Brothers accused of graffiti
November 29, 2007
A 19-year-old Indian Hills resident and his younger brother are facing charges in connection with several incidents of graffiti in their neighborhood and the shopping centers in north Douglas County.
Lukasz Sznytzer has been charged with placing graffiti or otherwise defacing property at the James Lee Park skate park which caused $1,000 damage, according to reports.
He is set for a Dec. 19 appearance in East Fork Justice Court.
His lawyer, Derrick Lopez, told Judge Pro Tem Paul Gilbert on Wednesday that he was working toward resolution of the case with the district attorney’s office.
Gilbert released Sznytzer on his own recognizance from Douglas County Jail and placed him on house arrest under the Department of Adult Supervision.
He told Sznytzer he must refrain from drugs and alcohol and remove all indicators of graffiti – including spray paint and markers – from his residence.
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“If you have any spray paint at the house, it needs to go,” Gilbert said.
Sznytzer’s younger brother is facing prosecution in juvenile court.
According to investigator’s records, the juvenile was accused of defacing a rest room at Chili’s restaurant where he is an employee.
In investigating the allegation, deputies searched the suspects’ residence and discovered 100 markers, a graffiti book, drawings, paper with graffiti-style writing, a graffiti portfolio and other items which tied the restaurant incident to the suspects.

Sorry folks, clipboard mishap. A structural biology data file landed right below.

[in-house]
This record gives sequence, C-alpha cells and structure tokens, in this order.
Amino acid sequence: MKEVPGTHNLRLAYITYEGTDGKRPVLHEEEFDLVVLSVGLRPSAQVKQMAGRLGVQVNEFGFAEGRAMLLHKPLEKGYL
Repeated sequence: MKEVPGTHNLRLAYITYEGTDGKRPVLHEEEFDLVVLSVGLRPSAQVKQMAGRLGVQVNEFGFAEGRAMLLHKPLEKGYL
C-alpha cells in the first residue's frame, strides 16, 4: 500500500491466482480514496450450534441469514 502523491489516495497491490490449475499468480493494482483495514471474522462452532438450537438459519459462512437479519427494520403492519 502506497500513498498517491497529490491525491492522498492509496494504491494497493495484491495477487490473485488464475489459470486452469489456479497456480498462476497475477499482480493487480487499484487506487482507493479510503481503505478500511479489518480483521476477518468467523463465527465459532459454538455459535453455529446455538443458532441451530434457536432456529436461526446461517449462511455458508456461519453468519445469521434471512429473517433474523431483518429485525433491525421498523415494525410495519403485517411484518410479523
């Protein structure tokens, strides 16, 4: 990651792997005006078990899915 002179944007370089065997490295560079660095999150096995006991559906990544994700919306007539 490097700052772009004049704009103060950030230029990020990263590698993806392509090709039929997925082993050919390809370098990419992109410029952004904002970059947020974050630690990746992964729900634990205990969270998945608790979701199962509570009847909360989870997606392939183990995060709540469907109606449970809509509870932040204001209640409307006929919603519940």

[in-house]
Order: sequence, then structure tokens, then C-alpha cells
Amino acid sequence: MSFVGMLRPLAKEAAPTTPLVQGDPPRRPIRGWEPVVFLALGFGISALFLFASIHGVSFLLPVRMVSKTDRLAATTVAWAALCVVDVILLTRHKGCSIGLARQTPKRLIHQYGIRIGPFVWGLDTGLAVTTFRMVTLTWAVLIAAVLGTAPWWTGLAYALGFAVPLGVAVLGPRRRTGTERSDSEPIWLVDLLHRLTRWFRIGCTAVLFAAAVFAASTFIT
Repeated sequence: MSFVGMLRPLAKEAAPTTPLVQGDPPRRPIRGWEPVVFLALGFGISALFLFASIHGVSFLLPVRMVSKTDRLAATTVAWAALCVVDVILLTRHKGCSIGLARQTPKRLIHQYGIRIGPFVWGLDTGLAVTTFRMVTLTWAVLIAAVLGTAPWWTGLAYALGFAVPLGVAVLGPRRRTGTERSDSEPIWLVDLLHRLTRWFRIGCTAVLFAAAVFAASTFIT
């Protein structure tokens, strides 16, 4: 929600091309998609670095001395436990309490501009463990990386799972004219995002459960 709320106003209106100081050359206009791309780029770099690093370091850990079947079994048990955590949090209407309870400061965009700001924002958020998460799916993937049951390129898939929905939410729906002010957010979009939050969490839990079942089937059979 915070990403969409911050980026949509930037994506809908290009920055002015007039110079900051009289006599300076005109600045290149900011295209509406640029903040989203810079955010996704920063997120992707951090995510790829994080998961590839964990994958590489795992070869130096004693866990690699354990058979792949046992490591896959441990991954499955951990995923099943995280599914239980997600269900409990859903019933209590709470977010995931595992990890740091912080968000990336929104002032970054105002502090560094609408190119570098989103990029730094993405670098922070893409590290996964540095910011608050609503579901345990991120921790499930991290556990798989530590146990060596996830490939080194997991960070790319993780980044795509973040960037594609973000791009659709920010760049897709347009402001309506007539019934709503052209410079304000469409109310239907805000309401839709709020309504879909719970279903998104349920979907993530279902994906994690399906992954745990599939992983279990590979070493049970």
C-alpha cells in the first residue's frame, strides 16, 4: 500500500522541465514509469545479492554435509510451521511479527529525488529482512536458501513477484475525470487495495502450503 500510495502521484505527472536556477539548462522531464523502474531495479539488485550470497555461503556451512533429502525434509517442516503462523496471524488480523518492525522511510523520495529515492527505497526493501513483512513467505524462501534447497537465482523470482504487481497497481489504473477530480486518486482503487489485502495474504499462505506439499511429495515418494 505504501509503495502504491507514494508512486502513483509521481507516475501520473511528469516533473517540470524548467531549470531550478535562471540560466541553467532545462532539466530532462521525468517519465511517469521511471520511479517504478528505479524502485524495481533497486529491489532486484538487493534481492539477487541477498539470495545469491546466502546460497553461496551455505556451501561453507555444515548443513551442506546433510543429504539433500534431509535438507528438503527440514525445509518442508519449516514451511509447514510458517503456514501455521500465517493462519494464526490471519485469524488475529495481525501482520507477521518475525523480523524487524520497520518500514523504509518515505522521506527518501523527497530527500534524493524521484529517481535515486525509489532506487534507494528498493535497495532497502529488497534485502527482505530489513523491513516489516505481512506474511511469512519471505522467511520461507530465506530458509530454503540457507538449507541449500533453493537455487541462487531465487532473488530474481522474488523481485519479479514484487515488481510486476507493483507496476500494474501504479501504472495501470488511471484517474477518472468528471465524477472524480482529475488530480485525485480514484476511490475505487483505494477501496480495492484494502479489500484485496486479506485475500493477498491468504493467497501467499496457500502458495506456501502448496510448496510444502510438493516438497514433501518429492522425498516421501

Authorities believe the brothers are suspects in at least 10 incidents.
According to reports, the juvenile admitted the Chili’s vandalism and Sznytzer admitted spray painting James Lee Park and a pathway behind his house.
— A 27-year-old Gardnerville woman received a suspended 30-day jail sentence Wednesday after she pleaded guilty for disorderly conduct, admitting she threw a half-eaten hamburger at a woman in a confrontation over shopping carts.
East Fork Judge Pro Tem Paul Gilbert told Shauna Blumenthal she was fortunate the situation didn’t escalate.
“This could have escalated so much further,” Gilbert said. “You could have been shot. You really put yourself in jeopardy and put the victim in jeopardy.”
He ordered Blumenthal to attend 26 weeks of counseling and abstain from drugs and alcohol for one year.
The victim attended the sentencing and said she agreed with the recommendation.
“I think she’s been through enough,” the woman said. “Anger management is where she belongs.”
Prosecutor Kris Brown said the incident was unprovoked.
“These are two women who don’t know each other. There was no damage to her car. The defendant confronted the victim at the driver’s side window and was yelling at her, spitting hamburger, at her. It all happened in front of their three small children who were in her car and very upset.”
Blumenthal said she became angry when she claimed the victim struck a vehicle in the Wal-Mart parking lot with her shopping cart.
“I took it upon myself to say something. I put carts behind her car. I didn’t like what she said to me. I was also eating my hamburger and then I threw a hamburger at her.”
— Vandals removed or broke 200 light bulbs from the Christmas display at the Minden gazebo.
The damage was discovered after the Thanksgiving weekend.
According to reports, it will cost $200 to replace the bulbs.
— The Douglas County Sheriff’s Office reported 20 contacts for domestic violence Nov. 21-27.
There were nine verbal domestics, five arrests for domestic battery, and six referrals to the district attorney’s office for review for battery and a violation of a temporary protection order.
Six juveniles witnessed domestic violence.
The Family Support Council submitted four requests to East Fork Justice Court for temporary restraining orders with two approvals and two denials.
Connie Richardson, Douglas County Sheriff’s Office domestic violence prevention coordinator, said the average range for this time of year is 16-22 per week for adult contacts and 9-11 per week for juveniles witnessing domestic violence.